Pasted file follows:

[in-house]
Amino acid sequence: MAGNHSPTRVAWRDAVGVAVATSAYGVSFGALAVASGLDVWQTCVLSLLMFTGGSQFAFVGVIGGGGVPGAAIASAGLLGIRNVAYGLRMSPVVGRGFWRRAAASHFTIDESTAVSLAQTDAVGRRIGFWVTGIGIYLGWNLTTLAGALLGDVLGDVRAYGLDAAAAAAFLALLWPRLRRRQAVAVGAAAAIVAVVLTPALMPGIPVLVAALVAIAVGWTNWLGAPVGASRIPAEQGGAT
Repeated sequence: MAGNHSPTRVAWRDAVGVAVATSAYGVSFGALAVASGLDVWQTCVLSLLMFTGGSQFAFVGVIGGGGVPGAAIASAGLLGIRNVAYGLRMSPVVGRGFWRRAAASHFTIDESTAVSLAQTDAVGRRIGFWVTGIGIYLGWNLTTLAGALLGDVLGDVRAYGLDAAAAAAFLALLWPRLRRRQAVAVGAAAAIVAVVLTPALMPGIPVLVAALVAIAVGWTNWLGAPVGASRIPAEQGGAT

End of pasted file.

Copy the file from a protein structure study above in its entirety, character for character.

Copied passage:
[in-house]
Amino acid sequence: MAGNHSPTRVAWRDAVGVAVATSAYGVSFGALAVASGLDVWQTCVLSLLMFTGGSQFAFVGVIGGGGVPGAAIASAGLLGIRNVAYGLRMSPVVGRGFWRRAAASHFTIDESTAVSLAQTDAVGRRIGFWVTGIGIYLGWNLTTLAGALLGDVLGDVRAYGLDAAAAAAFLALLWPRLRRRQAVAVGAAAAIVAVVLTPALMPGIPVLVAALVAIAVGWTNWLGAPVGASRIPAEQGGAT
Repeated sequence: MAGNHSPTRVAWRDAVGVAVATSAYGVSFGALAVASGLDVWQTCVLSLLMFTGGSQFAFVGVIGGGGVPGAAIASAGLLGIRNVAYGLRMSPVVGRGFWRRAAASHFTIDESTAVSLAQTDAVGRRIGFWVTGIGIYLGWNLTTLAGALLGDVLGDVRAYGLDAAAAAAFLALLWPRLRRRQAVAVGAAAAIVAVVLTPALMPGIPVLVAALVAIAVGWTNWLGAPVGASRIPAEQGGAT